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Monday, 25 May 2009

Star Trek

Writer / director J.J. Abrams (Mission Impossible 3, TV series Lost and Alias) is very good at what he does. But it's only now with Star Trek that's he's been given a project where what he does has matched what's required. He's brilliant with characters - so long as things are kept light, funny, and (sometimes) sexy. He can put together thrilling action - so long as we're not meant to think anyone's in real danger. And he can pace a film so you barely have time to catch your breath - which is only a good thing when the story and the characters don't require any kind of in-depth analysis. In his previous projects, these strengths have often verged on weakness: here's they're exactly what this reboot of the Star Trek franchise needed, and the result is one of the most fun and exciting Hollywood blockbusters of the decade. The story is surprisingly easy to follow, especially considering it involves time travel and two versions of one character walking around at the same time: when the evil Nero (Eric Bana) appears from the future in a giant spaceship and starts trashing the galaxy, it's up to cocky space cadet James T Kirk (Chris Pine) and the emotionless half-Vulcan Spock (Zachary Quinto) to figure out how to get along for long enough to save the galaxy from the bridge of the Starship Enterprise. All your favourite characters from the original Star Trek are here, and they all get just enough on-screen time to be both funny (Karl Urban as Dr 'Bones' McCoy is a kak) and competent, while the interplay between Kirk and Spock is the heart of the film and both actors play it to perfection. With a very large cast of characters (Spock's parents also get a look-in) and a lot of action to cram it something had to give and sadly it's Bana's role, which ends up being more of a plot device than a classic Trek villain. But that's the only flaw here and it's a very minor one: if there's a better blockbuster of any kind of this year then 2009 will be an amazingly good year for movies.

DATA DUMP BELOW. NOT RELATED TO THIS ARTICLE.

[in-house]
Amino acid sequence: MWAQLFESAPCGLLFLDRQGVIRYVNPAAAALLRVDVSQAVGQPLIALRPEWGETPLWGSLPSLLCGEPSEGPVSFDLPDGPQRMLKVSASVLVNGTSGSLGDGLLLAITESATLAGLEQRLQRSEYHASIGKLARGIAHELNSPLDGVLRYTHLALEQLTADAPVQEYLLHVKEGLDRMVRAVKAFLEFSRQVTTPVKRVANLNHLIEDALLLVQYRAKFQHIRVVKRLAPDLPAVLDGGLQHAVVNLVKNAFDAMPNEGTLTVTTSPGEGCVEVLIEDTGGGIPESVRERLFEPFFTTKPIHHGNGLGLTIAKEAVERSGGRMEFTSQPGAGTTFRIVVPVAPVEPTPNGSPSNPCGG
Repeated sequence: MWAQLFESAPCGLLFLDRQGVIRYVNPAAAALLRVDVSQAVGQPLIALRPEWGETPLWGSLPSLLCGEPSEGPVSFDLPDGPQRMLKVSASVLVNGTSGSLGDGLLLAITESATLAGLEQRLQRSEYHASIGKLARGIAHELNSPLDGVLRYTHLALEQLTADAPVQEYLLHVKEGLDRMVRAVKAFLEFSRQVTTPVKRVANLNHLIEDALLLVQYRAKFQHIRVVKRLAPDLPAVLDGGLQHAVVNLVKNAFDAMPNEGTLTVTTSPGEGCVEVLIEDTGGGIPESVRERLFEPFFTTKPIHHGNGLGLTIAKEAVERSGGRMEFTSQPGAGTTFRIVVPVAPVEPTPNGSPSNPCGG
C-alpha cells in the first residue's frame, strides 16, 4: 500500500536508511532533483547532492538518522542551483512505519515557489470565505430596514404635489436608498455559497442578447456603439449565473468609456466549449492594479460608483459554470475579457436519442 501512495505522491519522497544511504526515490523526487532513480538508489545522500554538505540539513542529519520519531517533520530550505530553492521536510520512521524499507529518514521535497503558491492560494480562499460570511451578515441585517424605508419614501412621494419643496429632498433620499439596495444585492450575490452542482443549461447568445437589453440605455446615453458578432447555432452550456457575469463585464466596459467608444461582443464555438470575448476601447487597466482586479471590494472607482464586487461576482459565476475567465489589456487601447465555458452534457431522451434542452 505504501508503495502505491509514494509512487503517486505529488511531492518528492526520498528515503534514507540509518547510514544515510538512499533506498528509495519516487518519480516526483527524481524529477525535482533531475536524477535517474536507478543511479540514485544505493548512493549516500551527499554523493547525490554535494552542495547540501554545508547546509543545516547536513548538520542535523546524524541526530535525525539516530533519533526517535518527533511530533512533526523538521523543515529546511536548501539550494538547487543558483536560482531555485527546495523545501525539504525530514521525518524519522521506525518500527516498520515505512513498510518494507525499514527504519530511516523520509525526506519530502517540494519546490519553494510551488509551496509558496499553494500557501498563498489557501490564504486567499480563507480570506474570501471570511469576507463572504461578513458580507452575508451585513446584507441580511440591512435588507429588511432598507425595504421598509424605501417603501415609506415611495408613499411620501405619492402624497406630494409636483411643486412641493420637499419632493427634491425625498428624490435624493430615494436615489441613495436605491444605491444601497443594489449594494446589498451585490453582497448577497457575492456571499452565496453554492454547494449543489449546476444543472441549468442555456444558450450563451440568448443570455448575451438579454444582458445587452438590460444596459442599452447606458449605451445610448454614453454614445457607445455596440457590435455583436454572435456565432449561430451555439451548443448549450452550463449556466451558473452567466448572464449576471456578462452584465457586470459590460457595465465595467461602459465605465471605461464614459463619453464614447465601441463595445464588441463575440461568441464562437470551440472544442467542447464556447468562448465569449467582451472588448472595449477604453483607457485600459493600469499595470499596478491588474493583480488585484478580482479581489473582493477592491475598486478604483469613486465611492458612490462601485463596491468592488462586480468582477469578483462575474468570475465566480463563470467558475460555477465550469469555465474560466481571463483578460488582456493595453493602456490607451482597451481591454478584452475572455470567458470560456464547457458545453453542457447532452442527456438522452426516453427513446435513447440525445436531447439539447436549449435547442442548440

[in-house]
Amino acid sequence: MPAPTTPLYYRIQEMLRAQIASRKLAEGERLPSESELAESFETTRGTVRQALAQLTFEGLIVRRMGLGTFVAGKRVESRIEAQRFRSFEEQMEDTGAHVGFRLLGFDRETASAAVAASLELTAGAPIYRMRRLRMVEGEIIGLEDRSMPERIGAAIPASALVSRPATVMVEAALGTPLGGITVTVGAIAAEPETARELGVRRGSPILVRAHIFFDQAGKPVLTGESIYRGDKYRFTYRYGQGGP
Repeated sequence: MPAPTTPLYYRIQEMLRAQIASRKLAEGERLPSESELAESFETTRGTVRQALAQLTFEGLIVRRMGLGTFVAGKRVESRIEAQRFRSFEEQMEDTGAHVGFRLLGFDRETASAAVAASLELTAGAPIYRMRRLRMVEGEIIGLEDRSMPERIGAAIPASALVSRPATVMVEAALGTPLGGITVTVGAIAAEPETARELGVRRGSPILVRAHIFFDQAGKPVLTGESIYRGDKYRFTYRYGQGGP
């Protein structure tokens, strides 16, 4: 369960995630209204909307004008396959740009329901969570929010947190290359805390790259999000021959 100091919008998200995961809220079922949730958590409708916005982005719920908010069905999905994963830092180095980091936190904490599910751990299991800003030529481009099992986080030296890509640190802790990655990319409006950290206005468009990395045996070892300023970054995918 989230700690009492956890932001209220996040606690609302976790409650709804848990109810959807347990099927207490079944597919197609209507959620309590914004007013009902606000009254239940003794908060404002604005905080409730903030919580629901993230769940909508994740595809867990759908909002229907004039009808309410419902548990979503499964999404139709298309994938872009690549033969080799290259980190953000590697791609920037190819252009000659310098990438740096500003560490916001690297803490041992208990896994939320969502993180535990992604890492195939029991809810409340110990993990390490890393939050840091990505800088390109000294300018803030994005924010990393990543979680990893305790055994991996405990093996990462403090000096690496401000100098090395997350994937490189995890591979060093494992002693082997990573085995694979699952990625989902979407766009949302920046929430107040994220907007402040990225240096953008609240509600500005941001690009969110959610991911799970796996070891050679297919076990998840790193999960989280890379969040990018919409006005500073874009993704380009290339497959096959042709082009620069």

Anthony Morris (this review appeared in Forte #452)